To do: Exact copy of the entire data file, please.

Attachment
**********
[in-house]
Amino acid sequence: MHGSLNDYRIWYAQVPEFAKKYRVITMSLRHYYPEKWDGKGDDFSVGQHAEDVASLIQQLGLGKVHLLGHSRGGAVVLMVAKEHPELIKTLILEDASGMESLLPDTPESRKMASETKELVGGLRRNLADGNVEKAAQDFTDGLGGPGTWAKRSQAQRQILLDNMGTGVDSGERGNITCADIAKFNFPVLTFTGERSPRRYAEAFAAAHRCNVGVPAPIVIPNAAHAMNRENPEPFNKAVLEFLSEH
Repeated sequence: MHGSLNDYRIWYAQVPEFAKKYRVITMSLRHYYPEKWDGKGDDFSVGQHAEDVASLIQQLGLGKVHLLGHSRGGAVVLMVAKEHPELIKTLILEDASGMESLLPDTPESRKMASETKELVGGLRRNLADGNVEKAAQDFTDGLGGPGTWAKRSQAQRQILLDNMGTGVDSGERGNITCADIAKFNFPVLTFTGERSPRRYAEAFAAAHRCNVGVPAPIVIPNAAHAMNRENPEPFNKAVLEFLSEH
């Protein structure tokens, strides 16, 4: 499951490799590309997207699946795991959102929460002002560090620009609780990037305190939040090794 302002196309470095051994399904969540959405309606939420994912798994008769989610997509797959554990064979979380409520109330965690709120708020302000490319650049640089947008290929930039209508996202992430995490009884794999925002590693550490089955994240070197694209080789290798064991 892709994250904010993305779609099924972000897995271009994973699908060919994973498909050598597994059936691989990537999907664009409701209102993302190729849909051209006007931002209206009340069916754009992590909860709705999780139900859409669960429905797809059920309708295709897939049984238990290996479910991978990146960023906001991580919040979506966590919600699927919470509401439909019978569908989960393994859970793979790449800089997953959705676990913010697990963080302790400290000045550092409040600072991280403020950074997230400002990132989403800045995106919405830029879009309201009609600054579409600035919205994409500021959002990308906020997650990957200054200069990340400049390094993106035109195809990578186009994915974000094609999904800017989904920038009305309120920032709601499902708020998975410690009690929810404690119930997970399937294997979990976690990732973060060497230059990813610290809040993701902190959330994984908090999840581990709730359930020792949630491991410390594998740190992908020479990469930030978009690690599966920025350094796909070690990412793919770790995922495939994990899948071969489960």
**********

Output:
[in-house]
Amino acid sequence: MHGSLNDYRIWYAQVPEFAKKYRVITMSLRHYYPEKWDGKGDDFSVGQHAEDVASLIQQLGLGKVHLLGHSRGGAVVLMVAKEHPELIKTLILEDASGMESLLPDTPESRKMASETKELVGGLRRNLADGNVEKAAQDFTDGLGGPGTWAKRSQAQRQILLDNMGTGVDSGERGNITCADIAKFNFPVLTFTGERSPRRYAEAFAAAHRCNVGVPAPIVIPNAAHAMNRENPEPFNKAVLEFLSEH
Repeated sequence: MHGSLNDYRIWYAQVPEFAKKYRVITMSLRHYYPEKWDGKGDDFSVGQHAEDVASLIQQLGLGKVHLLGHSRGGAVVLMVAKEHPELIKTLILEDASGMESLLPDTPESRKMASETKELVGGLRRNLADGNVEKAAQDFTDGLGGPGTWAKRSQAQRQILLDNMGTGVDSGERGNITCADIAKFNFPVLTFTGERSPRRYAEAFAAAHRCNVGVPAPIVIPNAAHAMNRENPEPFNKAVLEFLSEH
């Protein structure tokens, strides 16, 4: 499951490799590309997207699946795991959102929460002002560090620009609780990037305190939040090794 302002196309470095051994399904969540959405309606939420994912798994008769989610997509797959554990064979979380409520109330965690709120708020302000490319650049640089947008290929930039209508996202992430995490009884794999925002590693550490089955994240070197694209080789290798064991 892709994250904010993305779609099924972000897995271009994973699908060919994973498909050598597994059936691989990537999907664009409701209102993302190729849909051209006007931002209206009340069916754009992590909860709705999780139900859409669960429905797809059920309708295709897939049984238990290996479910991978990146960023906001991580919040979506966590919600699927919470509401439909019978569908989960393994859970793979790449800089997953959705676990913010697990963080302790400290000045550092409040600072991280403020950074997230400002990132989403800045995106919405830029879009309201009609600054579409600035919205994409500021959002990308906020997650990957200054200069990340400049390094993106035109195809990578186009994915974000094609999904800017989904920038009305309120920032709601499902708020998975410690009690929810404690119930997970399937294997979990976690990732973060060497230059990813610290809040993701902190959330994984908090999840581990709730359930020792949630491991410390594998740190992908020479990469930030978009690690599966920025350094796909070690990412793919770790995922495939994990899948071969489960």